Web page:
Renew Your Lease with God
REV. JODI L. BARON – October 5, 2014 – Exodus 20:1-4, 7-9, 12-20; Psalm 19; Philippians 3:4b-14;Matthew 21:33-46
I opened up the door last week to let my dog, Daisy, out to go to the bathroom. When the cool crisp air hit my face, I felt something I hadn’t in a long time.
More than felt, though, I also smelled something.
It was as though my body knew exactly what was going on. I got a warm feeling, memories flooded my mind, and my heart swelled as I envisioned the forthcoming season, not just in terms of weather but for our church, liturgically.
Outdoors and Indoors have a way to mark the changing of the seasons.
Outdoors and indoors, the air begins to smell a little different.
Outdoors and indoors the colors begin to change.
But we’re not there yet.
We still have work to do in this “green” season.
We have peace to declare.
Animals to Bless.
Heavy lifting to do, like in today’s readings.
We are called to remember the words God gave Moses through thunder and lightning, the sound of the trumpet, and the mountain smoking. The words to remember who brought you out of the land of Egypt, out of the house of slavery. The words that call us back to remember what it takes to live the God-life in community.
We’re reminded that God’s law is perfect and is meant to be to you a boundary so you don’t go too far, so you don’t become less-human through sin.
We’re drawn into the psalmist’s prayer of gratitude, exaltation, praise, and wonder.
We’re invited to make their meditation, ours.
“Let the words of my mouth and the meditation of my heart be acceptable in your sight, O Lord, my strength and my redeemer.”
Paul propels us forward with the ultimate goal set before our eyes: to know Christ and the power of his resurrection and the sharing of his sufferings by becoming like him in his death, that I may attain the resurrection from the dead.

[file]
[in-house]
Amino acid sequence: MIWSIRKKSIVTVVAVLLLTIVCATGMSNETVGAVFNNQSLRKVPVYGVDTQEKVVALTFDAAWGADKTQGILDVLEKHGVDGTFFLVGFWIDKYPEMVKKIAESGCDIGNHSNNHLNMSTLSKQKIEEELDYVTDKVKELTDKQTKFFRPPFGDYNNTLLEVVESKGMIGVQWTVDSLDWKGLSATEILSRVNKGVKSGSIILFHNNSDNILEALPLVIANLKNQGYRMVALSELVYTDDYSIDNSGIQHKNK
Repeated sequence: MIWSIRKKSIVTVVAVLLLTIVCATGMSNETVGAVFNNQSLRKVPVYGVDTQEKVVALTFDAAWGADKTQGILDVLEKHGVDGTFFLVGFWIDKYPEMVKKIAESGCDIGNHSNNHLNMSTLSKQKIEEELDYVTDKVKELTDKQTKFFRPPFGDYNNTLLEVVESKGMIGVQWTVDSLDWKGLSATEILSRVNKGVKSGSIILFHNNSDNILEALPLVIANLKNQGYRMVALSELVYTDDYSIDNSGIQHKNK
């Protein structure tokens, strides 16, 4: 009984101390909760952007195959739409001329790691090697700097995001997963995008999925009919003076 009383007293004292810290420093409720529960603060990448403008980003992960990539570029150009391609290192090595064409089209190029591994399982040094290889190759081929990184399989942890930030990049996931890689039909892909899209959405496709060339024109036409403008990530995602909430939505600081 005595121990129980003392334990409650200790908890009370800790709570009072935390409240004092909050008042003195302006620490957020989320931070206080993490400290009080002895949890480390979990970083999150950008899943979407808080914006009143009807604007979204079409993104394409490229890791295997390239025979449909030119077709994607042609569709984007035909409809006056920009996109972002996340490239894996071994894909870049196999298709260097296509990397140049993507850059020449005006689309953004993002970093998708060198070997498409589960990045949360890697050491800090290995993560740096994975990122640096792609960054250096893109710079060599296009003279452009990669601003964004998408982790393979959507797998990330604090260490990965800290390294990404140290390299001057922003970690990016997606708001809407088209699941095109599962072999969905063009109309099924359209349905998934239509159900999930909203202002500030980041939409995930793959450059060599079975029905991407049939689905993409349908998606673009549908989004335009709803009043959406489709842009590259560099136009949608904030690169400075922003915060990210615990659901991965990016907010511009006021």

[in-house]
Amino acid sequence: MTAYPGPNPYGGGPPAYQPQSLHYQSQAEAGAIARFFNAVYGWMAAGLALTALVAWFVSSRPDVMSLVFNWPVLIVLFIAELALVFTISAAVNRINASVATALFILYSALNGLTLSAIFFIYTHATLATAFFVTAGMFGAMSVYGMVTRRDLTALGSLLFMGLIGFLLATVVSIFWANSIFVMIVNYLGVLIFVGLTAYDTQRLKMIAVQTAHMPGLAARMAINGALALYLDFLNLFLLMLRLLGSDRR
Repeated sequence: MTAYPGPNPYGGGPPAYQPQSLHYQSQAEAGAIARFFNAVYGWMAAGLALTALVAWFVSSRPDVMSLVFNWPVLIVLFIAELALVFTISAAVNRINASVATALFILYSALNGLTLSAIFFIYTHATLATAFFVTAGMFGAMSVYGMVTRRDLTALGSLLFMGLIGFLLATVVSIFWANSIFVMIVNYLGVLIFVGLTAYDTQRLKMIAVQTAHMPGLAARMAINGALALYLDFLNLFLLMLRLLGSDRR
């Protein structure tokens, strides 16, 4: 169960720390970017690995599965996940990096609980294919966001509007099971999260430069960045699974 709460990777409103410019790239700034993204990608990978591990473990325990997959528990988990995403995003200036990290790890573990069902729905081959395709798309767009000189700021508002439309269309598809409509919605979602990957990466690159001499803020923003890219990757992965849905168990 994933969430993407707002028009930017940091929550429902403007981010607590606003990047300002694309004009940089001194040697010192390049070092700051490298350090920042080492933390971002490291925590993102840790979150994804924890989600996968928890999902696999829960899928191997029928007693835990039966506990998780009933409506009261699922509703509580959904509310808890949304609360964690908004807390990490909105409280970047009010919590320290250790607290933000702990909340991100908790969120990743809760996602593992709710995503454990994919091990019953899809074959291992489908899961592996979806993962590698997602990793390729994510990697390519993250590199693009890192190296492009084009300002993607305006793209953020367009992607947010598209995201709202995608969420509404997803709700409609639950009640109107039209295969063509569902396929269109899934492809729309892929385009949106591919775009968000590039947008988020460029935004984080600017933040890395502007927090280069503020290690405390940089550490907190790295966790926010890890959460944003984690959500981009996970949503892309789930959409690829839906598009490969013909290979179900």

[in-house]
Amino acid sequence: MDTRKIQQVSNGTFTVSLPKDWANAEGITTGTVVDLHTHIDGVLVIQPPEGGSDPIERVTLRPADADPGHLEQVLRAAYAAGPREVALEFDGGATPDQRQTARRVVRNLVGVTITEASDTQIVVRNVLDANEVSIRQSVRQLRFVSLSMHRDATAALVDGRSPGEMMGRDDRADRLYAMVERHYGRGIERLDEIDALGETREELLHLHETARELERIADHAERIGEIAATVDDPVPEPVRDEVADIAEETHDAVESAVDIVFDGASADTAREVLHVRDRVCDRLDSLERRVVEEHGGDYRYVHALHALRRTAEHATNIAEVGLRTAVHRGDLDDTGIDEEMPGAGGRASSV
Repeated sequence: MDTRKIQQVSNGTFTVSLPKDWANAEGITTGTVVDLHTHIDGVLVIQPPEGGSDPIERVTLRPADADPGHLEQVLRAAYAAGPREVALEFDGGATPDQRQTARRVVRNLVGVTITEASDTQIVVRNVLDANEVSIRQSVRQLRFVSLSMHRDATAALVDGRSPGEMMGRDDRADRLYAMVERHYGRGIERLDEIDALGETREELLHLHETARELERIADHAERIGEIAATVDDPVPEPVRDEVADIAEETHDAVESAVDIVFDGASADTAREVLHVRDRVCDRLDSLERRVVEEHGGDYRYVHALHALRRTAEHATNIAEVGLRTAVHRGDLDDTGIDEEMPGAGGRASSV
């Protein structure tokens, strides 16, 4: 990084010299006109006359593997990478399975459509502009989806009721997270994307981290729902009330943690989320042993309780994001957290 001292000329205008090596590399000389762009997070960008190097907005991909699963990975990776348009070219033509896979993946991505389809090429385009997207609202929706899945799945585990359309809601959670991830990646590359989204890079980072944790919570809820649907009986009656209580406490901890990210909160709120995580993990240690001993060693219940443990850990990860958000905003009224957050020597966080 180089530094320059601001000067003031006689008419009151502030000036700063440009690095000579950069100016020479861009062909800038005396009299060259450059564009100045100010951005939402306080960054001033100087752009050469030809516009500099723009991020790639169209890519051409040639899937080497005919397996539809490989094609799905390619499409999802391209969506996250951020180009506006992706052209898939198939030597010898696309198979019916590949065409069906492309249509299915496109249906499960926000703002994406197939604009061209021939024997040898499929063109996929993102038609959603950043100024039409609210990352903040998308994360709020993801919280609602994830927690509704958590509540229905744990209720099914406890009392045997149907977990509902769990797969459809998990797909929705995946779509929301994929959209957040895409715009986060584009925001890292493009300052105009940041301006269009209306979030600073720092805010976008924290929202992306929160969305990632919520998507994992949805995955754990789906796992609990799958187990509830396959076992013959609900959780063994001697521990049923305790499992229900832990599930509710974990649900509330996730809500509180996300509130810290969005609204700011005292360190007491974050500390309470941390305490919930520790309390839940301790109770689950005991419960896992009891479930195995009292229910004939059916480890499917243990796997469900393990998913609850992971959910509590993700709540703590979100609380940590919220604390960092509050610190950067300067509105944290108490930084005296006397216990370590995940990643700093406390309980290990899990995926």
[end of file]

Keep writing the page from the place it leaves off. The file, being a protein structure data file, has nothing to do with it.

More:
And then another looooooooooooooong parable.
Wicked. Wretches. Murderers. Thieves. Kingdoms taken away from some and given to others.
All of the things these other passages have given us hope NOT to be.
What is going on?
This is one of those parables that is told in the gospels of Mark, Luke, and (as we read today) Matthew.
Some stories of Jesus were only in one Gospel, or another. But some, like today’s, were in all three.
And, as tempting as it is to blend all three accounts together and make a “gospel soup,” the real work is in staying right here. Right in this Gospel and digging into why it says what it says.
The real work is our remembering that these stories took on their shape and meaning through the re-telling and passing down from generation to generation. And this gospel was shared among one particular community who were comprised of both Jews and Gentiles.
Kind of like Grace. Only we’re not literally Jews and Gentiles. But we do have a healthy mix of different cultural upbringings. Not all of us are “cradle Episcopalians”, some of us were Baptists, or Lutheran, or Catholic, or Reformed. Not all of us are seminary trained, some of us hold PhD’s or are bankers, police officers, lawyers, teachers, restaurant workers, students.
Yet we’re all here, aren’t we?
They, like us, are a post-Easter church.
They, like us, know the whole story of Jesus, from womb to tomb…
They, like us, are in the midst of a world dominated by competing narratives, conflicting pulls for our time and attention.